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I was trying to implement the RSA algorithm myself. I have written the key generation part. My question is if I have the word "apple" which I want to encrypt, do I have to convert each alphabet to ASCII and then apply RSA to each letter or are there some other way?

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    $\begingroup$ Welcome to crypto.SE. You are asking how to format plaintext in (I guess) textbook RSA. That's not standardized, especially when using toy moduli (less than a hundred decimal digits) as in some introductory courses.Practices vary, see what the course does. For very small parameters, many use the method in section VIII of the original RSA paper, or some simpler variant. This question has answers about more standard ways. $\endgroup$ – fgrieu Mar 4 at 13:32
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    $\begingroup$ Similar Q/A answered by me. Dang, I'll have to merge possibly. $\endgroup$ – Maarten Bodewes Mar 4 at 14:05
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It would make sense to encrypt as many bytes as possible at the same time. For example, a word like apple can be written as this sequence of byte values in hexadecimal 61 70 70 6c 65. You can treat this as a 40-bit number 0x6170706c65, which is equal to 418498243685. When this number is retrieved after decrypting the ciphertext, just convert it back into hexadecimal to get the original byte values.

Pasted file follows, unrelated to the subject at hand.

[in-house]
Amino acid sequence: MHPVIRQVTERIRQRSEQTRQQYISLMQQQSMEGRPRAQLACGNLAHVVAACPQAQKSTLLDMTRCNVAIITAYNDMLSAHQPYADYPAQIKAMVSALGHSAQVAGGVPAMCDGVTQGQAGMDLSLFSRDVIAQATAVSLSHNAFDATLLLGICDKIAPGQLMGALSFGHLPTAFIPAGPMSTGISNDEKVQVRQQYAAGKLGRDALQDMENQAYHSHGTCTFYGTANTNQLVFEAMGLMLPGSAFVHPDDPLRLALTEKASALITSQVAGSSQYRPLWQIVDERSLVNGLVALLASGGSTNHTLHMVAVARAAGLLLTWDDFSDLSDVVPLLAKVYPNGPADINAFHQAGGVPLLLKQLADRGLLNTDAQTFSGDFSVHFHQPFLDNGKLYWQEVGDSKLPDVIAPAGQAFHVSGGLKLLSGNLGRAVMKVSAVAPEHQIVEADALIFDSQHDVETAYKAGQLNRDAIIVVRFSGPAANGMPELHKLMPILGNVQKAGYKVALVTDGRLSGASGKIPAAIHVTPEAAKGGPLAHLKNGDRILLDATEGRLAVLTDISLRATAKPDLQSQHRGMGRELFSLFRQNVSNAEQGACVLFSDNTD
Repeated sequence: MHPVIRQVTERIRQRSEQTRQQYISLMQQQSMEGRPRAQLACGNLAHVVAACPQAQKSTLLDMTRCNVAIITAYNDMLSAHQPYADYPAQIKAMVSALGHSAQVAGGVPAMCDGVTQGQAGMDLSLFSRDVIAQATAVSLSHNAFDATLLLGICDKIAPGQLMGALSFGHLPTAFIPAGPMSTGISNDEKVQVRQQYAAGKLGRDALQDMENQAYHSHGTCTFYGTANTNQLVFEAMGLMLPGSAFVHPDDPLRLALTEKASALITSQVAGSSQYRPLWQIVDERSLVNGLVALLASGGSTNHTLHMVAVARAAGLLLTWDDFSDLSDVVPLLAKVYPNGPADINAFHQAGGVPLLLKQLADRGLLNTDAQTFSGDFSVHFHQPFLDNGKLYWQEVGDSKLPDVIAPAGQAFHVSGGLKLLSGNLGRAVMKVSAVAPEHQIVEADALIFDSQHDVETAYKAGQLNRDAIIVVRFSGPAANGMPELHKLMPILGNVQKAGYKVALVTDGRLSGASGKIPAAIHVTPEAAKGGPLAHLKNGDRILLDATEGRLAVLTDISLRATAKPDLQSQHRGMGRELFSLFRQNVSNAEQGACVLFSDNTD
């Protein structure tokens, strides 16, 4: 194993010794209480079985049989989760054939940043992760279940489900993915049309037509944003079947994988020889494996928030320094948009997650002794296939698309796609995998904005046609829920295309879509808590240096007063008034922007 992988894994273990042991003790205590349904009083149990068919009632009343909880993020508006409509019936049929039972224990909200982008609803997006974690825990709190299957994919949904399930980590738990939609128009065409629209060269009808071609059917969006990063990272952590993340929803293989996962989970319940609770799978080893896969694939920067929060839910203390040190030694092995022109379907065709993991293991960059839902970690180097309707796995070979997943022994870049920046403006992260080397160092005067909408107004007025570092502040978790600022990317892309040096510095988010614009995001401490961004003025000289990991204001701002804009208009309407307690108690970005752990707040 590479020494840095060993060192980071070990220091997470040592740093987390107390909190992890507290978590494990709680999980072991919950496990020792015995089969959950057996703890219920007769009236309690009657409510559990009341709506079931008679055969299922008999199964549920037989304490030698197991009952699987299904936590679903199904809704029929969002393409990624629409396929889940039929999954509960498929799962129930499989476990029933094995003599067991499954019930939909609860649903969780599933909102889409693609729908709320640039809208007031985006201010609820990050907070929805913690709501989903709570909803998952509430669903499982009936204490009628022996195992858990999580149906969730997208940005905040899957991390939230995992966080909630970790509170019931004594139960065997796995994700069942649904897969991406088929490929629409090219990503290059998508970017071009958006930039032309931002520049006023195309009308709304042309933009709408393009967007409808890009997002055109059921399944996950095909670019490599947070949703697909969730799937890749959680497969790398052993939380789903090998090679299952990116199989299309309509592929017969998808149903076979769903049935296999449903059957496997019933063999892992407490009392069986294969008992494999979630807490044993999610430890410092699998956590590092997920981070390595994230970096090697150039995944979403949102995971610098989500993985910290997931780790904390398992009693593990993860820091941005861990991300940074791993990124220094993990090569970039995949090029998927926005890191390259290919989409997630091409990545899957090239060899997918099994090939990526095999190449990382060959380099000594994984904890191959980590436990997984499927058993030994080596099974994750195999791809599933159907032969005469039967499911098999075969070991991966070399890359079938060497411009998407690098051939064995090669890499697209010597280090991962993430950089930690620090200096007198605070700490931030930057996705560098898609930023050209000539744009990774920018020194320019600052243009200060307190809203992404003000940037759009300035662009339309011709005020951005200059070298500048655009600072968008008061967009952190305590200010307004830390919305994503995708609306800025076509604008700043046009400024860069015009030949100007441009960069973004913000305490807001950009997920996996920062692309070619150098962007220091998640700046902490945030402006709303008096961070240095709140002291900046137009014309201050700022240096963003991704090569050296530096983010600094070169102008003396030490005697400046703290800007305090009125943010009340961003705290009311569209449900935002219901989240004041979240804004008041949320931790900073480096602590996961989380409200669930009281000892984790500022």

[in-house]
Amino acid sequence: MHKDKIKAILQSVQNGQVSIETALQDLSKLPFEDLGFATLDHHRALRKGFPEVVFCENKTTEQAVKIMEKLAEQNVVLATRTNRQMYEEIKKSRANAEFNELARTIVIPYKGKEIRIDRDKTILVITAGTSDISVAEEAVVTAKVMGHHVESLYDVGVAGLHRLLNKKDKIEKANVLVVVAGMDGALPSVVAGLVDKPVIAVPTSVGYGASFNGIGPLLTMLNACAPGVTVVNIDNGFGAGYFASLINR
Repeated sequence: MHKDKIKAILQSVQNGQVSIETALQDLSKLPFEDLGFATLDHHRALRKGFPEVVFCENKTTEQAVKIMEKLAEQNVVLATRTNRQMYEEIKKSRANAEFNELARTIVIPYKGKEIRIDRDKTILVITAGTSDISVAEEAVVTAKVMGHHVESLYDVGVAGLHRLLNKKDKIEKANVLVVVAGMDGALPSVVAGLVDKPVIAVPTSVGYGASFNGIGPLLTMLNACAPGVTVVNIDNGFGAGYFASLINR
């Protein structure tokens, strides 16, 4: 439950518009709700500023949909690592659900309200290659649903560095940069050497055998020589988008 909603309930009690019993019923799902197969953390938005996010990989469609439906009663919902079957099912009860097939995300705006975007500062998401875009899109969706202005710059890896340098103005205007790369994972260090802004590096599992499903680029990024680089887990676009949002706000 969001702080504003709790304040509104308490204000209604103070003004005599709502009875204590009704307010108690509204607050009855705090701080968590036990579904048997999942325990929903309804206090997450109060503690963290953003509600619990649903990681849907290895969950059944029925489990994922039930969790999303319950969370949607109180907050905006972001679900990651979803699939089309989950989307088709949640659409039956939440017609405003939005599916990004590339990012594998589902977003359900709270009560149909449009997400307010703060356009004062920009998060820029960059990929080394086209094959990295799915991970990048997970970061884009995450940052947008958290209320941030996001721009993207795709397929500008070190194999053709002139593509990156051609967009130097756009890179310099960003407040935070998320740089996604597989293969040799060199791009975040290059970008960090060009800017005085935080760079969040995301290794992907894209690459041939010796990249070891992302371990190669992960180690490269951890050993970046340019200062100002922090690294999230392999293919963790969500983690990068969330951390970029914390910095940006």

Obviously you would need an RSA modulus of at least 40 bits to encrypt a word of this length. In practice, it would have to be a lot longer than that. An important part of RSA encryption is the use of randomized padding. Without it, the word apple would always be encrypted to the same value, so an attacker could easily encrypt every word in the dictionary and compare the results with your ciphertext to find out what word you had encrypted.

Standard padding schemes like OAEP recommend the use of at least 64 random bits to ensure that the likelihood of the same word being encrypted the same way is negligibly small. You also need to ensure that your modulus can't easily be factored, which means it should be a number of at least 1024 bits.

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